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Nandhakumar

Jan 15, 2023

4 min read

Nest Js #4: How to Store, Read and Validate Environment Variable Using @nestjs/config

#nestjs

#javascript

#typescript

#backend

#api

Nest Js #4: How to Store, Read and Validate Environment Variable Using @nestjs/config

Hi There! šŸ‘‹

Usually, when you are working on a project you are not going to write code for all the features you are developing, sometime you might use third-party tools or services like AWS, SendGrid, Google Cloud, etcā€¦

And these platforms will provide some secret or API keys to access the service and If you hardcode these keys on your code, there is a chance that anyone can misuse it.

So as a best practice, you should never hardcode these keys in code or push these keys to GitHub or any cloud repositories.

Instead, store these keys in the environment file and remember you shouldn't push this file to the repository.

In Node.js applications, it's common to useĀ .env files, holding key-value pairs where each key represents a particular value.

Before we get started with the implementation. Make sure you have a Nest Js project with these dependencies

# yarn
yarn add @nestjs/config class-validator class-transformer

# npm
npm i @nestjs/config class-validator class-transformer -s

Store Environment Variables

Create a file .env at the root level of the project

Nest JS Project Structure

Add your secret keys to the .env file

# .env
SECRET_KEY="This is a Secret Key"

Great! You have created your environment variable.

To avoid pushing the .env file to the repository. Add .env to .gitignore file

.gitignore

Setting Up Nest ConfigĀ Module

If you haven't installed the dependency that I mentioned at the begining of this tutorial. please install.

Once Installed

Import ConfigModule in app.module.ts

// App.module.ts

import { Module } from '@nestjs/common';
import { AppController } from './app.controller';
import { AppService } from './app.service';
import { ConfigModule } from '@nestjs/config';

@Module({
  imports: [ConfigModule.forRoot()], // Import ConfigModule
  controllers: [AppController],
  providers: [AppService],
})
export class AppModule {}

The forRoot() method registers the ConfigService provider which provides a get() method to read the environment variables.

Since @nestjs/config uses dotenv library under the hood, by default forRoot()

the method will search forĀ .env in the root of the project.

If you have named your environment file with a different name likeĀ .dev.env then you need to pass the file name to the forRoot() method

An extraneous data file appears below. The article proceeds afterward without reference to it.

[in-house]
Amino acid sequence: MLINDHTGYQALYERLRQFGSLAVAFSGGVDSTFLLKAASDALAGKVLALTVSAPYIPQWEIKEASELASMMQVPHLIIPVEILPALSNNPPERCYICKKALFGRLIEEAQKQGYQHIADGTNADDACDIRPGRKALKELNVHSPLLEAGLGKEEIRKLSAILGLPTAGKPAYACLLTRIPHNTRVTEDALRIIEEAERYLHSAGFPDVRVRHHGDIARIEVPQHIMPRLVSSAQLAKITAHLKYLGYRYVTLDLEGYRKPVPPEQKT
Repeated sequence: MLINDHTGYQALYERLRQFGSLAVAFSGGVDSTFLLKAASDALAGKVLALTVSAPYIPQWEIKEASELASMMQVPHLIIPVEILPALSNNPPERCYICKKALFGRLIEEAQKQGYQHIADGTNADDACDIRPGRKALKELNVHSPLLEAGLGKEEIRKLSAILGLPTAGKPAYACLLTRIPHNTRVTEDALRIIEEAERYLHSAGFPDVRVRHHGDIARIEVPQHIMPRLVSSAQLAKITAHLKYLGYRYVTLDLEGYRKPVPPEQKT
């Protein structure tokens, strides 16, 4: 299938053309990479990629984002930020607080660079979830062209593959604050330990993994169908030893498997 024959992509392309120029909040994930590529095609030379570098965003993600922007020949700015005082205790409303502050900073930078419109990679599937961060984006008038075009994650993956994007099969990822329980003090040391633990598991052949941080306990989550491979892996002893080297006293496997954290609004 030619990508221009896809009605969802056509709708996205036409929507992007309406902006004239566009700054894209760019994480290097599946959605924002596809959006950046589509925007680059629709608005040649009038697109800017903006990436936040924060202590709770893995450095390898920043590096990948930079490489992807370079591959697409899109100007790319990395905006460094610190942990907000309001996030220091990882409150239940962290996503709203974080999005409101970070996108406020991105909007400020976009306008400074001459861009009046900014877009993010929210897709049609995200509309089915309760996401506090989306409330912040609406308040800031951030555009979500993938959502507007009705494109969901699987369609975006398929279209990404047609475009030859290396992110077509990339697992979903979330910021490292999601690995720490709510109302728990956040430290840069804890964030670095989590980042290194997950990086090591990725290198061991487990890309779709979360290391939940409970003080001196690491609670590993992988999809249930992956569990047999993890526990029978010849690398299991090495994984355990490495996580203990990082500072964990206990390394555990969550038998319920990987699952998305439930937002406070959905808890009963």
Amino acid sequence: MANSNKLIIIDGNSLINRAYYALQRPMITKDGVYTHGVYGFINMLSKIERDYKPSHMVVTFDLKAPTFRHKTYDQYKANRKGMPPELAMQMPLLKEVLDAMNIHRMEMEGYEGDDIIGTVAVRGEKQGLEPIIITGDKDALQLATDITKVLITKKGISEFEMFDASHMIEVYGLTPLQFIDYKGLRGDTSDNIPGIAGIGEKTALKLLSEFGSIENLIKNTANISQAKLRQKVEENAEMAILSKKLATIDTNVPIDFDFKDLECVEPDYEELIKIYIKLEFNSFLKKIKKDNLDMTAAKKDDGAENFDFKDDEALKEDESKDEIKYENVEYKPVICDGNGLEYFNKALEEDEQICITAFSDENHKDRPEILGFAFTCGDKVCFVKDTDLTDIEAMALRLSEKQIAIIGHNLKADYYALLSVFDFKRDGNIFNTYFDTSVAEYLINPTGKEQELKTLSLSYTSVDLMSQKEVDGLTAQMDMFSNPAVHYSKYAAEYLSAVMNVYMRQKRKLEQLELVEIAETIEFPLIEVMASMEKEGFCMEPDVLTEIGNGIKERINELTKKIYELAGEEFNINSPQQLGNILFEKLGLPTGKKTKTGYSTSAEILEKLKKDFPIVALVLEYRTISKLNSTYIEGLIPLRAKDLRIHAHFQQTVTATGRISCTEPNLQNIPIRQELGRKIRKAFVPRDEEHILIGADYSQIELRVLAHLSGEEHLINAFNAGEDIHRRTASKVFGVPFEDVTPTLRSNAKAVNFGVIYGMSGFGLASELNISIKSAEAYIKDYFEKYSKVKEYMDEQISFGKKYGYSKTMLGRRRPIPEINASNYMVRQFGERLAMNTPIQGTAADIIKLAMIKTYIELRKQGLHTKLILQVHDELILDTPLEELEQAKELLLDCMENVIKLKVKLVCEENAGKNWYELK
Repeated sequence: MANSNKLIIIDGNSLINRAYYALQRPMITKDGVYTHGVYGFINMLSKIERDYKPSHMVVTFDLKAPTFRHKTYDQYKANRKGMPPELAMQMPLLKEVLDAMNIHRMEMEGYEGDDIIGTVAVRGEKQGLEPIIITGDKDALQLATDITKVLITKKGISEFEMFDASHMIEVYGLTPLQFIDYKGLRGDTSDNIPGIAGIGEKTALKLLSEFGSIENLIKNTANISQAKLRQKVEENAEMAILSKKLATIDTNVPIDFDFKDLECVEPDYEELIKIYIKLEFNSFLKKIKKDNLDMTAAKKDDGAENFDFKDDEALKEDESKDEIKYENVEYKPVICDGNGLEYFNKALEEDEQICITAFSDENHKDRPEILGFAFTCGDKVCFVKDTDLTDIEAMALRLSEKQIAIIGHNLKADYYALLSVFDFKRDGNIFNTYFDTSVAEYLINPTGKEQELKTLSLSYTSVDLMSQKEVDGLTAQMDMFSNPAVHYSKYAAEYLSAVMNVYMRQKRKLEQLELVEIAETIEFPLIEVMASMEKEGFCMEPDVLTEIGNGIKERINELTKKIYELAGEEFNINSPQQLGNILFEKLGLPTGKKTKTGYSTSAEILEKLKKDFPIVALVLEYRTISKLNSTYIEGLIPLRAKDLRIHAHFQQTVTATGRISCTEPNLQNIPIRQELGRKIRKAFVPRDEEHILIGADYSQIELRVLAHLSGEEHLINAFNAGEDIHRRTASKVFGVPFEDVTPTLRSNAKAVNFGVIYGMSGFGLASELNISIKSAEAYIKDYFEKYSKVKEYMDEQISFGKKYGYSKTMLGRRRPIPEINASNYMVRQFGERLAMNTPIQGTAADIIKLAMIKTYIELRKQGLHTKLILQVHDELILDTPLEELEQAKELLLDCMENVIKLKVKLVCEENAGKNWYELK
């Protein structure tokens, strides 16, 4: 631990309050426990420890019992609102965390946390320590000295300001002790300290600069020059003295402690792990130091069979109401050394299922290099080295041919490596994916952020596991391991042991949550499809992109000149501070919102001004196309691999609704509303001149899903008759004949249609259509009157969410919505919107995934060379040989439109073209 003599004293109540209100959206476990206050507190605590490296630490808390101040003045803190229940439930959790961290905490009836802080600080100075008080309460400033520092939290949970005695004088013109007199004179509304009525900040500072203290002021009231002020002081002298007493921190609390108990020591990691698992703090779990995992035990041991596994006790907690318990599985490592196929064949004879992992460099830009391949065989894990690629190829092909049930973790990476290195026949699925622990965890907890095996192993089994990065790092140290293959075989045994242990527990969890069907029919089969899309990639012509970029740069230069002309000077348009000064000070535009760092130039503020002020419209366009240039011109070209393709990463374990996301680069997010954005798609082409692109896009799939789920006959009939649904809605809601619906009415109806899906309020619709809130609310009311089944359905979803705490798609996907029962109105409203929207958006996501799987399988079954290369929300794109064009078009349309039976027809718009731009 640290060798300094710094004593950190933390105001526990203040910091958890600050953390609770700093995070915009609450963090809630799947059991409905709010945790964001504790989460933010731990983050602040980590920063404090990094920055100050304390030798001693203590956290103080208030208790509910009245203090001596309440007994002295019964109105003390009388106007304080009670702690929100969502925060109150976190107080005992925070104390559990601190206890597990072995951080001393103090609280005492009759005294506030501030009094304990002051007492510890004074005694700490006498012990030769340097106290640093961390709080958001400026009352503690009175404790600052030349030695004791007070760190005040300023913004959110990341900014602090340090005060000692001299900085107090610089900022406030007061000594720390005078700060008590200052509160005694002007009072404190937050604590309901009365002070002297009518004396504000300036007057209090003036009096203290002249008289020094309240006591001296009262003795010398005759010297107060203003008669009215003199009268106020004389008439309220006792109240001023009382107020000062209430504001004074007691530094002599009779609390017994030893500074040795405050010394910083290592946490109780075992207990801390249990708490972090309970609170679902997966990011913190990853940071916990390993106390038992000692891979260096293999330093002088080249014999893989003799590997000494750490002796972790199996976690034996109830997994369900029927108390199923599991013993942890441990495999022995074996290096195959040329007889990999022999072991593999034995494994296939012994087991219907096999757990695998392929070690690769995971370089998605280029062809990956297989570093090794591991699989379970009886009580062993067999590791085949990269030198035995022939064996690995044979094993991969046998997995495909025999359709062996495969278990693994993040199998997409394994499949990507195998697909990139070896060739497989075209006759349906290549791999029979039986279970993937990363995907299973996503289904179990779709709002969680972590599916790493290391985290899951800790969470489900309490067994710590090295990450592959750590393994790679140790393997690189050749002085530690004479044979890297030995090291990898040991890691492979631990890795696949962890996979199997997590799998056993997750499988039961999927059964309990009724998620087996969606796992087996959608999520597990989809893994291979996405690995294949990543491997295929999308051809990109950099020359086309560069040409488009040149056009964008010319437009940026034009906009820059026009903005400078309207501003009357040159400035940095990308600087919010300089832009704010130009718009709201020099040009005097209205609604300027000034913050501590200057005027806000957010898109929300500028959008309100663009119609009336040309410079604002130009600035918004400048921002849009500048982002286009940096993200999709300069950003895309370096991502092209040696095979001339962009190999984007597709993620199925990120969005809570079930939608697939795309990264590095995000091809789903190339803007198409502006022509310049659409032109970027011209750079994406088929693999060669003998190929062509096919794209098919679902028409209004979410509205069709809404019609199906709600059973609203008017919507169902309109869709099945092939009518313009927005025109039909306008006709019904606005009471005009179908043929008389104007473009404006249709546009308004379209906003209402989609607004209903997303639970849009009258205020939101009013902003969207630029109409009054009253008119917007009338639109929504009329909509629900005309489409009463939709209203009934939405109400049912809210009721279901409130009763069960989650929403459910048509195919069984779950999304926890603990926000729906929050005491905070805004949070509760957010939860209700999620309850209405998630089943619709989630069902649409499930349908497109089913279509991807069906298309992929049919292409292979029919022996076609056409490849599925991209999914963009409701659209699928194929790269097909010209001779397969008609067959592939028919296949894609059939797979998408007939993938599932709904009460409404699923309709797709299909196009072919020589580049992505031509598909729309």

ConfigModule.forRoot({
  envFilePath: '.dev.env',
})

Pro Tip If you want to use ConfigService in other modules you have to import ConfigModule again, To avoid importing in multiple modules and to globalise ConfigModule you can set isGlobal to true

ConfigModule.forRoot({
  envFilePath: '.dev.env',
  isGlobal: true
})

Reading Environment Variables Using ConfigService

To read environment variable value, we need to inject ConfigService which is already registered by ConfigModule that we imported in the app.module.ts

In my project, I want to read environment variable in the app.service.ts file, So injecting ConfigService in it. You can inject where ever you need.

// app.service.ts

import { Injectable } from '@nestjs/common';
import { ConfigService } from '@nestjs/config';

@Injectable()
export class AppService {
  constructor(private readonly configService: ConfigService) {}

  getSecretKey(): string {
    return this.configService.get('SECRET_KEY'); // read environment variable
  }
}

Use get() and pass the variable name that you want to read.

Validating Environment Variables

ConfigModule provides an additional option to validate the environment variables by passing custom validation functions.

Why validation is required?

If you are working on a team and any developer miss any variable in theĀ .env file, that might break the application.

Make sure you have installed the required dependencies class-validator and class-transformer

Create a file environment.validation.ts

Add a class EnvironmentVariables with all the variables that you have in theĀ .env file

// environment.validation.ts

import { IsString } from 'class-validator';

class EnvironmentVariables {
  @IsString({ message: 'Invalid SECRET_KEY' })
  SECRET_KEY: string;
}

Now create the validation function

// environment.validation.ts

export const validate = (config: Record<string, unknown>) => {
  
  // 'plainToClass' to converts plain object into Class
  const validatedConfig = plainToClass(EnvironmentVariables, config, {
    enableImplicitConversion: true,
  });
 
  // 'validateSync' method validate the class and returns errors
  const errors = validateSync(validatedConfig, {
    skipMissingProperties: false,
  });

  if (errors.length > 0) {
    throw new Error(errors.toString());
  }
  return validatedConfig;
};

Import the validate functions in app.module.ts and pass it to ConfigModule

// app.module.ts

import { Module } from '@nestjs/common';
import { AppController } from './app.controller';
import { AppService } from './app.service';
import { ConfigModule } from '@nestjs/config';
import { validate } from './environment.validation';
@Module({
  imports: [
    ConfigModule.forRoot({
      validate,
    }),
  ], // Import ConfigModule
  controllers: [AppController],
  providers: [AppService],
})
export class AppModule {}

Time ForĀ Testing

I am running my server at http://localhost:3000

Use any API testing tool like(postman) to test the API.

API Testing

And you can see when I hit my API, I am getting the secret key stored in theĀ .env file as the response.


Thanks For Reading!

Hope you have learned something new today šŸ˜Š.

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Cheers āœŒļø